The entire stretch from Uttar Pradesh in the north to the southern peninsular tip is likely to be badly affected by increased heat wave frequency
A study published in the journal Environmental Research Letters on October 16, for the first time, gives us an estimate of the human impact of increasing frequency of heat waves as we proceed into the 21st century. The study reveals that under a business-as-usual scenario regarding emissions, frequency of heat waves could increase by about 75 times. Adherence to the Paris Agreement and limiting global mean temperature rise below 2 degrees may cause a 30-fold increase in severe heat wave frequency by the end of the century. By 2100, the population affected under an unhindered emissions scenario could be as much as 200 times the current affected population, according to the study.
Findings on increased frequency of heat wave
Under the current emissions scenario, the study shows that the entire stretch from Uttar Pradesh in the north to the southern peninsular tip is likely to be badly affected by the increase in heat wave frequency. In comparison to heat wave frequency between 1971 and 2000, authors estimate that the frequency will increase by 3-9 events in the next 30 years. This increase is projected to be as high as 18-30 events by the final quarter of the century.
Researchers used multiple climate models and heat wave frequency between 1971 and 2000 as a reference to illustrate the difference in heat wave frequency, duration and distribution between different scenarios for both mid- and end-century time frames. Dependent on daily magnitudes of heat waves (dependent on temperature profiles of individual places on the days of the heat waves), researchers create a benchmark for “severe heat waves”.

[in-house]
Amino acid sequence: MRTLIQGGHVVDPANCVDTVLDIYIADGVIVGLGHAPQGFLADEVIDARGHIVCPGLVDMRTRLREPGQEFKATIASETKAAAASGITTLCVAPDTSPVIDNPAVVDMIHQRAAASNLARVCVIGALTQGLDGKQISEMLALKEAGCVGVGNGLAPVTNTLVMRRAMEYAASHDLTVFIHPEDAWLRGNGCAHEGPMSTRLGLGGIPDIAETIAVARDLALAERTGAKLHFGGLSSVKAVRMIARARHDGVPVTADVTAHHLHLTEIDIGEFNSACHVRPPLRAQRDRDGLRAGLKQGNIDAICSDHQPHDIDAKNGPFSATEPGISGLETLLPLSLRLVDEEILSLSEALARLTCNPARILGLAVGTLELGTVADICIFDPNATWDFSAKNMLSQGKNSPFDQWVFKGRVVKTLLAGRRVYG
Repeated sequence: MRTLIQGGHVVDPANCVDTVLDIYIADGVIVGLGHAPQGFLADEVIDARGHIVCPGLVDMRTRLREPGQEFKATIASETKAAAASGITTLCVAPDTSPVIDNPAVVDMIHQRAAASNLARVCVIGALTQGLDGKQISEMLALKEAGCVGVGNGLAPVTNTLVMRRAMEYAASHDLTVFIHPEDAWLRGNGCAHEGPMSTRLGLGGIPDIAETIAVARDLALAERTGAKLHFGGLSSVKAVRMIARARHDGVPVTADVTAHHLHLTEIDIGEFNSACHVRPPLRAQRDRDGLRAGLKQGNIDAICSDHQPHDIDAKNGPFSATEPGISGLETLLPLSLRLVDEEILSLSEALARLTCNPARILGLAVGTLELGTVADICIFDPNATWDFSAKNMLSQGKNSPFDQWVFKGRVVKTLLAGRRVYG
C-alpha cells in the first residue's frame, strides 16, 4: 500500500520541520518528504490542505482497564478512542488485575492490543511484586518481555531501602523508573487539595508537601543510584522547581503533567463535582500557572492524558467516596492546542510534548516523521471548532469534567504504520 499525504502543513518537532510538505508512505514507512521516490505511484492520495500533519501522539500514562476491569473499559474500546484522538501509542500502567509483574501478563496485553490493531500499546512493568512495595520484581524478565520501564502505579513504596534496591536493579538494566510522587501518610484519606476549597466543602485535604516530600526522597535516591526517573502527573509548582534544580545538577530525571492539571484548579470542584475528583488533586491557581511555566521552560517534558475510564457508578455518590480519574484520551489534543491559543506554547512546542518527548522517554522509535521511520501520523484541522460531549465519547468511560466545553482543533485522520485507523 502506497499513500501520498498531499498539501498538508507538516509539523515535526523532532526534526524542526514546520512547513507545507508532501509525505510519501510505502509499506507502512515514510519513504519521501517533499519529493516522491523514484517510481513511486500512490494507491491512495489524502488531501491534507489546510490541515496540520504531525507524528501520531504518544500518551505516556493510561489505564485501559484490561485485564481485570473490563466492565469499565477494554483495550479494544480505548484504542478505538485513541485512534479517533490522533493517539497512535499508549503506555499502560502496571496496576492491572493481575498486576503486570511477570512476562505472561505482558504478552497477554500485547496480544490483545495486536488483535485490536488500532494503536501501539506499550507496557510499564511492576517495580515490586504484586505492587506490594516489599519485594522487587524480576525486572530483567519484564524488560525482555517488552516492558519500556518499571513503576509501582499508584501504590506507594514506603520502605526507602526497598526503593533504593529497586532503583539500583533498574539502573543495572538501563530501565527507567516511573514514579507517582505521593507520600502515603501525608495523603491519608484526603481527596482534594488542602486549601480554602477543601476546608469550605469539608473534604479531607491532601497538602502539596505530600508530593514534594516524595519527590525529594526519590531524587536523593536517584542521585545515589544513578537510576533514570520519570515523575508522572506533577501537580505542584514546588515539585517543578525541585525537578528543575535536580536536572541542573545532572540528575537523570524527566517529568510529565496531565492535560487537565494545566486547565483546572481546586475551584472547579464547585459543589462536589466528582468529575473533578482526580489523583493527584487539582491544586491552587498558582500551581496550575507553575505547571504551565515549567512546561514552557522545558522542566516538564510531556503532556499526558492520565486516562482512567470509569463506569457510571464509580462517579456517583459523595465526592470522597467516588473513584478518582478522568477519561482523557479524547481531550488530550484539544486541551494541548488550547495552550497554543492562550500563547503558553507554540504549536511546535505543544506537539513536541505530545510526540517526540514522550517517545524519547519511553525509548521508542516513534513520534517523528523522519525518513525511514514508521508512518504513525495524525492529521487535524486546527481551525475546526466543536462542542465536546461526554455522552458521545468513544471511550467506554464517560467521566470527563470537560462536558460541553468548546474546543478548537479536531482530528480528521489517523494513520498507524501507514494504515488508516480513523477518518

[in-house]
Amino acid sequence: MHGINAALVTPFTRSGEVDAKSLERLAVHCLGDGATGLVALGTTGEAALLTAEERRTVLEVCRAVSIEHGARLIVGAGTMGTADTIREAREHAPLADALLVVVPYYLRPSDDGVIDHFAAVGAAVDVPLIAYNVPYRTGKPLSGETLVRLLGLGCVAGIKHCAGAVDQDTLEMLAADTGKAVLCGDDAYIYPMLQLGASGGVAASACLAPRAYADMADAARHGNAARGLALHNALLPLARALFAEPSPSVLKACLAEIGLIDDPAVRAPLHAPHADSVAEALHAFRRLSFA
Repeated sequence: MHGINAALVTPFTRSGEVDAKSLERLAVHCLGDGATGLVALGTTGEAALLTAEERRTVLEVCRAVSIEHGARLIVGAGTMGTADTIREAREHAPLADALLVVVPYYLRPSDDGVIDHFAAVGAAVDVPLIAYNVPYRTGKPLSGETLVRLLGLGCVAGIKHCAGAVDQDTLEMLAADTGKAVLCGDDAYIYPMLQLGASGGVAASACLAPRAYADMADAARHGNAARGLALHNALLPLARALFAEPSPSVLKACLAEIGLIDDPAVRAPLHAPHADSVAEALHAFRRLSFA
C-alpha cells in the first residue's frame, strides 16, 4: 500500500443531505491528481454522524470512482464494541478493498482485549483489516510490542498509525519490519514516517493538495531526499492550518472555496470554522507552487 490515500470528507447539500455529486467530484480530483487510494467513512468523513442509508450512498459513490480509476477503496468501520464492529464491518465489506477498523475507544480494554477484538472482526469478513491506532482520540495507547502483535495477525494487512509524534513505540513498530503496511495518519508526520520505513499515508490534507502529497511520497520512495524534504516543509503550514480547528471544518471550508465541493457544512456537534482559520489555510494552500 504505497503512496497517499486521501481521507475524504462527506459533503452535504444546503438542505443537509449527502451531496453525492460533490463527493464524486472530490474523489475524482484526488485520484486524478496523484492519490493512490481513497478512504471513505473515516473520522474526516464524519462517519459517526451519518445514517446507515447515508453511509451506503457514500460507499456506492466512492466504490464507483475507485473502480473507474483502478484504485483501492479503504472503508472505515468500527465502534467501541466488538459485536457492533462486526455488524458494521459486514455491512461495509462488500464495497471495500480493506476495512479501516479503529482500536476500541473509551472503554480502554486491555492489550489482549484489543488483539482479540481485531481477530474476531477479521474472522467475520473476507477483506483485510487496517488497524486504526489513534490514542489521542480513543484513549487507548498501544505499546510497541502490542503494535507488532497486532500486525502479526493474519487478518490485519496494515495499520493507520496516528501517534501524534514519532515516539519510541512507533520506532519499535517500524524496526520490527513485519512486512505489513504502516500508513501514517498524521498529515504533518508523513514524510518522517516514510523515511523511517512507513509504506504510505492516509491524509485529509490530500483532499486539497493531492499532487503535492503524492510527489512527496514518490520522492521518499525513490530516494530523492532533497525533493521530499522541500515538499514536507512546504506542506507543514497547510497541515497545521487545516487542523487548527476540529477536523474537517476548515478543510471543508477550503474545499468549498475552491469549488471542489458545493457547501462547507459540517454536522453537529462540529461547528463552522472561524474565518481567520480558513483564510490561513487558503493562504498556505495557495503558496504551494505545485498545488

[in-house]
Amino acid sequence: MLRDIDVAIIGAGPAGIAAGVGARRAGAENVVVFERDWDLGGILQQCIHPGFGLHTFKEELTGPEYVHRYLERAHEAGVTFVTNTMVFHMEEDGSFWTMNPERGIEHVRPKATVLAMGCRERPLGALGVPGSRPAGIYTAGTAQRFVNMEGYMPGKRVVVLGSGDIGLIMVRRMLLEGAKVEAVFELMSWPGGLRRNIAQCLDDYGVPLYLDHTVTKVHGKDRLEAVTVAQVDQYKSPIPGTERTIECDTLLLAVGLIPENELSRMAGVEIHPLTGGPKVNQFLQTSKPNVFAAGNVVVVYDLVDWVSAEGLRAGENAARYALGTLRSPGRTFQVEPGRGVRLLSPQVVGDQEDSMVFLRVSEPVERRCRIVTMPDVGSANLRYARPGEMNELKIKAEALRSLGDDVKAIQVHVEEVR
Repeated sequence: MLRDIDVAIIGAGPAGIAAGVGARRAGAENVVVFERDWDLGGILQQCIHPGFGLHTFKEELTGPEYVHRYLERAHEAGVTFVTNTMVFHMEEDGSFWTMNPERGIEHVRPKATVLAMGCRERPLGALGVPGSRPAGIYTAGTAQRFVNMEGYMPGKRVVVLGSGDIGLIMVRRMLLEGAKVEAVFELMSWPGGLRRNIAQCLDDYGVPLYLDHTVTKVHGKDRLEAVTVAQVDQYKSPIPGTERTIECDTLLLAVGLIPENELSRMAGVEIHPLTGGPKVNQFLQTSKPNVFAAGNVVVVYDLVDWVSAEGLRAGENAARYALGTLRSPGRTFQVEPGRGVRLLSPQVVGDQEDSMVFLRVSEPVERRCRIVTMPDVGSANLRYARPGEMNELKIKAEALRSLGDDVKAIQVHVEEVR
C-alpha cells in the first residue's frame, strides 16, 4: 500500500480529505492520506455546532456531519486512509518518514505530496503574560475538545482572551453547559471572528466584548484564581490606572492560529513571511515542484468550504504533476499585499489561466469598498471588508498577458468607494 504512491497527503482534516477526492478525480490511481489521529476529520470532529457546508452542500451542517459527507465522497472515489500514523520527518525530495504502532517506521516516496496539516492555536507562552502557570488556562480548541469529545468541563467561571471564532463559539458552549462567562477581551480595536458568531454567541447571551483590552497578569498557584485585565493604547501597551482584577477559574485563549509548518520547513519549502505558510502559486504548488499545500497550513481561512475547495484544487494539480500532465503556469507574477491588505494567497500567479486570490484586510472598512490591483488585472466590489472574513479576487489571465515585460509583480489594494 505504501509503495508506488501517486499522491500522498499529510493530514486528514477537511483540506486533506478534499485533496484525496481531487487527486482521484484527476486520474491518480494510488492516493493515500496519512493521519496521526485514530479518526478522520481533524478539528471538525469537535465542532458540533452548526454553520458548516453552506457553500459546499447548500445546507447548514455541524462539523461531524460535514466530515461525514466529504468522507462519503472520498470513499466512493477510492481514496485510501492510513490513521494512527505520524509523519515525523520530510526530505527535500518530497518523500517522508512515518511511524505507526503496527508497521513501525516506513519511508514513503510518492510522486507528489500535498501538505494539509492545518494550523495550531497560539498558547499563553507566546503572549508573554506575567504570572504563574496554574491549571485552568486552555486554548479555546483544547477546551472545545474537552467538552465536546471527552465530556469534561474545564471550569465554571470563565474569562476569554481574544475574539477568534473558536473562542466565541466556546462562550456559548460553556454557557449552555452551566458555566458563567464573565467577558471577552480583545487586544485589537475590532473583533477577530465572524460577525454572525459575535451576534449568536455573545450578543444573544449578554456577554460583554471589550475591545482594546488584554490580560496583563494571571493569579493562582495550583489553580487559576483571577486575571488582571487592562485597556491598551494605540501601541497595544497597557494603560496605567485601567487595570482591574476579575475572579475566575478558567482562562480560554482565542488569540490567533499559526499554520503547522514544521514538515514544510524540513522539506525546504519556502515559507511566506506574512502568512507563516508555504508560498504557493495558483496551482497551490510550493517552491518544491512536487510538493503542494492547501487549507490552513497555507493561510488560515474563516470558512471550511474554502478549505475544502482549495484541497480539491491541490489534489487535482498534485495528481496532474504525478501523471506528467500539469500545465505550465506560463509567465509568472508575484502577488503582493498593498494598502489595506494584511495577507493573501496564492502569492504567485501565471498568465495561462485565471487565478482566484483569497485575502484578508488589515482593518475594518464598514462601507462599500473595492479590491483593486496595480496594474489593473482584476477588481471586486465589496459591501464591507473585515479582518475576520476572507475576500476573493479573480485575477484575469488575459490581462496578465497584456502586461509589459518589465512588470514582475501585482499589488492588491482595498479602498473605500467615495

The study finds that intensity, spatial coverage and duration of severe heat waves are set to increase dramatically, affecting a larger population in the coming decades. Reduction of emissions to limit warming under 1.5 degrees is found to be the only scenario where disaster risk mitigation need not be taken at a war-footing to combat heat waves in the country.
While the population affected does represent the largest group as it does not consider the effects of overhead structures or personal coping mechanisms that may be employed to tackle heat waves. At the same time, the intensity of heat waves is also likely underestimated as the formulations used in the paper rely purely on maximum temperatures to define and categorise heat waves, whereas, the effect of heat on human bodies is greatly influenced by other environmental and atmospheric conditions such as relative humidity. According to the authors, their effort to include the same was scuttled by the lack of long-term data about these meteorological factors.
This new study comes quick on the heels of another study published in August this year that claimed that heat waves in South Asia by the end of the century could surpass the limits of human survivability if current emission levels continue.
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